6.We recognise that development is one voice among many in EC policy-making, but take the firm view that greater attention must be paid to policy coherence so that EC policies in other areas, be they internal affairs, security, trade, or enlargement, at the very least do not undermine, and preferably promote, development. Most importantly, if we are to take at face value the EC's stated objective of making the Doha round of WTO negotiations a development round, progress must be made with reforming the EU's Common Agricultural Policy (paragraph 18).
7.The EC's ODA is much less focussed on low income countries than that of its member states. If EC development assistance is to contribute effectively to the reduction of poverty and to retain the support of member states whose bilateral aid has a clearer poverty focus, this situation must change. The fact that we have criticised the allocation of European development assistance in our earlier reports only adds to our frustration at the lack of progress. (paragraph 20).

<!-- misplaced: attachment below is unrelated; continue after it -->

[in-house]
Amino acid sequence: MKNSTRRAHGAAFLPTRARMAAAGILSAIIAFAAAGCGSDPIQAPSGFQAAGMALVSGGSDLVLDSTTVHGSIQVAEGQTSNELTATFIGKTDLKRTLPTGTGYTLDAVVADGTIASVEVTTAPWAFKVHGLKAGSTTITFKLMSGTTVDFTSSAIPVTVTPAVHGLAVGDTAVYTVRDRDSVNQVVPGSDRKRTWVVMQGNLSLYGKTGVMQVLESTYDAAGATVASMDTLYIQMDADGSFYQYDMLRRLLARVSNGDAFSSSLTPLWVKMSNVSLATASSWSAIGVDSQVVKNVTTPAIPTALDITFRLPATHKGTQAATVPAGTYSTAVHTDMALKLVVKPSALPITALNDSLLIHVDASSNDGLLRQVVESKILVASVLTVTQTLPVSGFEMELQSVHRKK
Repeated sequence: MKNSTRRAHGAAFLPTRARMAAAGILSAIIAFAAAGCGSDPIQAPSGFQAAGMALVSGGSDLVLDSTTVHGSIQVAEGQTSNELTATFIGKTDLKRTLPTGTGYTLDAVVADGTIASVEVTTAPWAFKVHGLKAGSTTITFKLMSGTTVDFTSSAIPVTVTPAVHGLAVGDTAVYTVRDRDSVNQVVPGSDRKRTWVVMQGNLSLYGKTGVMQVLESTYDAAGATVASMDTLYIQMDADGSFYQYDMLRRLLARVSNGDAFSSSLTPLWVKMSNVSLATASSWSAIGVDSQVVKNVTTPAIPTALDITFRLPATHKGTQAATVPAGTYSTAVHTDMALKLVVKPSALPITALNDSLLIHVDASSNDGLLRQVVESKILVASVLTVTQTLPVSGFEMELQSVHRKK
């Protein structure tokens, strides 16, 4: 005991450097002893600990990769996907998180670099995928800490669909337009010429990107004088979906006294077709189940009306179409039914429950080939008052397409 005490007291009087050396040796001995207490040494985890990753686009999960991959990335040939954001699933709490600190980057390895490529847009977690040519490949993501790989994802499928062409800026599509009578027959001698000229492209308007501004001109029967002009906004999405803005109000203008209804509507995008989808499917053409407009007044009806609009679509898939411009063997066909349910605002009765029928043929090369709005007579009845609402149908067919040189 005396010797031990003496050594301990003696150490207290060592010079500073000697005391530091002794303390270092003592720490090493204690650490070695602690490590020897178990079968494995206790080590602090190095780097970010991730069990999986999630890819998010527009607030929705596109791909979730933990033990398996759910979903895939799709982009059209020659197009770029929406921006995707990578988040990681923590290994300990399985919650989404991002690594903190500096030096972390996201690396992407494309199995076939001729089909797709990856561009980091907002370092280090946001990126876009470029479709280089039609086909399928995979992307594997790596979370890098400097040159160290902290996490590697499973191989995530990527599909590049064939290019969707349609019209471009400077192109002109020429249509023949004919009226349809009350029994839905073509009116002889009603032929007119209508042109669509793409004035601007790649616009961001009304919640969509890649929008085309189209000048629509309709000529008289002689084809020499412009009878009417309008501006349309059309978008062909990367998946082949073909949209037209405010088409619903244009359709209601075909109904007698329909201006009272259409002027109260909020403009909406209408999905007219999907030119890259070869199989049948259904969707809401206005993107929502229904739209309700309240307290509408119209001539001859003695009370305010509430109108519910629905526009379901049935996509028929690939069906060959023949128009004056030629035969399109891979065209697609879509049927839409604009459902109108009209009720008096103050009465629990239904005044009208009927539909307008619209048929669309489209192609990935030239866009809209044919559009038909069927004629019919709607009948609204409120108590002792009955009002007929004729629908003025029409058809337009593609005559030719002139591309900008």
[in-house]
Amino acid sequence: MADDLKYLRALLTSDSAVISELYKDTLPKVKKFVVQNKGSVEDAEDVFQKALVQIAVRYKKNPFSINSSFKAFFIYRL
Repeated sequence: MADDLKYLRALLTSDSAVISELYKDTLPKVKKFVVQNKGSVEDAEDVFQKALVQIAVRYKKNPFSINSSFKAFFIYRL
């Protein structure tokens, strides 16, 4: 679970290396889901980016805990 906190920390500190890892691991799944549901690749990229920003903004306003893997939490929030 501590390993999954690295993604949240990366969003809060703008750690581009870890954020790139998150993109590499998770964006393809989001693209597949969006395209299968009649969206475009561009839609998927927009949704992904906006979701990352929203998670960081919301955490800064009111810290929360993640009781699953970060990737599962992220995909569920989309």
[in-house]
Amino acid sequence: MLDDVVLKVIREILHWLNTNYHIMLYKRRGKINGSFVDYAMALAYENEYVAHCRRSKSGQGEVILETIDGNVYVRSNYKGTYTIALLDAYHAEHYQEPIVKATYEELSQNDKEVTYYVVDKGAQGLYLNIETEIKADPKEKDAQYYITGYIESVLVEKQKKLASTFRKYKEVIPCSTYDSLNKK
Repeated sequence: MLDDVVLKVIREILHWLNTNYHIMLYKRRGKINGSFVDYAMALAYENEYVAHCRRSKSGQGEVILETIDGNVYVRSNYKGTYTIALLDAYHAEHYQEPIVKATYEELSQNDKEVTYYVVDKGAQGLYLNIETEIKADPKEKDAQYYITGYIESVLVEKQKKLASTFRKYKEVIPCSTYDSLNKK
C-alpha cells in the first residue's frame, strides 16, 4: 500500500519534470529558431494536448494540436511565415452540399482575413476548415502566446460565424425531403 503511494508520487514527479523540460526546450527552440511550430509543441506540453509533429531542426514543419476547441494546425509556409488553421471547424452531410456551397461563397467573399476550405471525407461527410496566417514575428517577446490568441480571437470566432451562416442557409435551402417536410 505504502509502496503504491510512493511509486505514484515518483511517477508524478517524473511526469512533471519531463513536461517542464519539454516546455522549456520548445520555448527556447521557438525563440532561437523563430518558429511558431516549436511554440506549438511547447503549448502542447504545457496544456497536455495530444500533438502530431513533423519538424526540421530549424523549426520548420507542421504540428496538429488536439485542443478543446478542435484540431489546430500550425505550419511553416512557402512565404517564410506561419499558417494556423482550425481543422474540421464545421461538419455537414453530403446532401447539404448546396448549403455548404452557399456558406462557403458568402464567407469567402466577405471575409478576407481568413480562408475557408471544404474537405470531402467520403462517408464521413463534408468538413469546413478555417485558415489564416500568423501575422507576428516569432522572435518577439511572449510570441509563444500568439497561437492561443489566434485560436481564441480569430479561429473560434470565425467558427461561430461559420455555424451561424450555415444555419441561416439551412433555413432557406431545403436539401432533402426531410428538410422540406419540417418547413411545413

8.We recommend that either, sufficient reserves are set aside, or appropriately flexible procedures are established, to enable the rapid approval of new funds in situations of crisis (paragraph 21).
9.We agree with Clare Short that the attribution of pre-accession funds to DFID's budget does not reduce DFID's budget for poverty reduction, but this accounting practice does give this impression. The Government should remove this source of confusion, and make progress towards the standards of transparency that we expect of the European Commission. (paragraph 22).